>     martin hepp
>     e-business & web science research group
>     universitaet der bundeswehr muenchen
> 
>     e-mail: hepp@ebusiness-unibw.org <mailto:hepp@ebusiness-unibw.org>
>     phone: +49-(0)89-6004-4217 <tel:%2B49-%280%2989-6004-4217>
>     fax: +49-(0)89-6004-4620 <tel:%2B49-%280%2989-6004-4620>
> 
>     www: http://www.unibw.de/ebusiness/ (group)
>     http://www.heppnetz.de/ (personal)
>     skype:   mfhepp
>     twitter: mfhepp
> 
>     Check out GoodRelations for E-Commerce on the Web of Linked Data!
>     =================================================================
>     * Project Main Page: http://purl.org/goodrelations/
> 
> 
> 
> 
> 
> -- 
> Karen Coyle
> kcoyle@kcoyle.net http://kcoyle.net
> m: 1-510-435-8234
> skype: kcoylenet
> 

--------------------------------------------------------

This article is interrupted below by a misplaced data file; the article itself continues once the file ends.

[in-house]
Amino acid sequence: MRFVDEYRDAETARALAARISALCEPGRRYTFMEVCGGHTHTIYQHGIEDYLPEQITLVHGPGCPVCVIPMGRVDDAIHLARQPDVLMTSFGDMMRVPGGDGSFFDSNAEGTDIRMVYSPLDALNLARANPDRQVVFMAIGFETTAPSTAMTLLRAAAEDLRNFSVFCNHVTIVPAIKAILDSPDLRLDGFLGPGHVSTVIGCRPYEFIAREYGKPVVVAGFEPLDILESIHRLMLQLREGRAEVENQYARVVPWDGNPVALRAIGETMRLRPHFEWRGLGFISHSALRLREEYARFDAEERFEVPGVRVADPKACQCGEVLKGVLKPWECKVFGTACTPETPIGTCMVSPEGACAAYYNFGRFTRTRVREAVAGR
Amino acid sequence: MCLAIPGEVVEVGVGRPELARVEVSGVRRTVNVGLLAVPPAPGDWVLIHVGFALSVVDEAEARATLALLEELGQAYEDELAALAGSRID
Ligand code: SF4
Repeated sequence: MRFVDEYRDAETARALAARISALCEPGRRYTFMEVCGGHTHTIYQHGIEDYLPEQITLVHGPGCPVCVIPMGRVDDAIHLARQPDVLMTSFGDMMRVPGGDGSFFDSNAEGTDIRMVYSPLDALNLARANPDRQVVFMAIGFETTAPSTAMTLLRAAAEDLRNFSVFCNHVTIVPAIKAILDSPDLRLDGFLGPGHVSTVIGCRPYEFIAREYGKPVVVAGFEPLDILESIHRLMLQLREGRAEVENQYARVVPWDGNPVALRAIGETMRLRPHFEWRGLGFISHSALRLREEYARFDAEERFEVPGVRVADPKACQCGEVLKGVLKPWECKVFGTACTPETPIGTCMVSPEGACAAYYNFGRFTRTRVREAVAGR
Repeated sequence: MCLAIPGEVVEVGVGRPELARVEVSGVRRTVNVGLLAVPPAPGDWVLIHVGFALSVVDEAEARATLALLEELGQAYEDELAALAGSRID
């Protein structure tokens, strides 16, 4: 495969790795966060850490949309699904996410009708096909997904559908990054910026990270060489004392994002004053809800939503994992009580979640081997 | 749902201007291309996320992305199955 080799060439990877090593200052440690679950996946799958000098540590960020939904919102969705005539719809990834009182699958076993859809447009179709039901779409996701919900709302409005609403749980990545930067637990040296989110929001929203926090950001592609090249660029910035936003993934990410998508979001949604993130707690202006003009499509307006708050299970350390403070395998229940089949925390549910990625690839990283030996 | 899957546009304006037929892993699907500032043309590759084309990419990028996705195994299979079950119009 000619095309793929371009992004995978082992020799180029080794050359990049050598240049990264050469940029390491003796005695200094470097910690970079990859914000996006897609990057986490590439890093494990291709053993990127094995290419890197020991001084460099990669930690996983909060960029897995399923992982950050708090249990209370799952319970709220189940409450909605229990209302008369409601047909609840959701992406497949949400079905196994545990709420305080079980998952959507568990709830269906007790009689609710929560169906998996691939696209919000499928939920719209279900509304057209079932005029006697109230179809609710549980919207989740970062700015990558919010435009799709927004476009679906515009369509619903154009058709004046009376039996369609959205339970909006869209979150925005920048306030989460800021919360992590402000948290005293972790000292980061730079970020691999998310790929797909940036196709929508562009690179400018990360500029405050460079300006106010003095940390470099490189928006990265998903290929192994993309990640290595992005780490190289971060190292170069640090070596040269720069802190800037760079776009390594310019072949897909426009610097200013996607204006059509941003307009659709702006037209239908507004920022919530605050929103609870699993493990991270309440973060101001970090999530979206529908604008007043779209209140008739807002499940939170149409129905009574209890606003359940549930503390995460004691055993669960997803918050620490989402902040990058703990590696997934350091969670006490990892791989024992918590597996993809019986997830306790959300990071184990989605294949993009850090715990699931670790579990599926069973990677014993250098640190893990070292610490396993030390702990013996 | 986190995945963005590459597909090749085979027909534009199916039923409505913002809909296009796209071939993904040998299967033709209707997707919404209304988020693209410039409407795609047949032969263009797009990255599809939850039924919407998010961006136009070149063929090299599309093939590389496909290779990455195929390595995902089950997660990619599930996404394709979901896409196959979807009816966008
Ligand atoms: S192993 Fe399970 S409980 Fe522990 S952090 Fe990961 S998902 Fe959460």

martin hepp
e-business & web science research group
universitaet der bundeswehr muenchen

e-mail:  hepp@ebusiness-unibw.org
phone:   +49-(0)89-6004-4217
fax:     +49-(0)89-6004-4620
www:     http://www.unibw.de/ebusiness/ (group)
         http://www.heppnetz.de/ (personal)
skype:   mfhepp 
twitter: mfhepp

Check out GoodRelations for E-Commerce on the Web of Linked Data!
=================================================================
* Project Main Page: http://purl.org/goodrelations/
Received on Thursday, 26 September 2013 12:26:39 UTC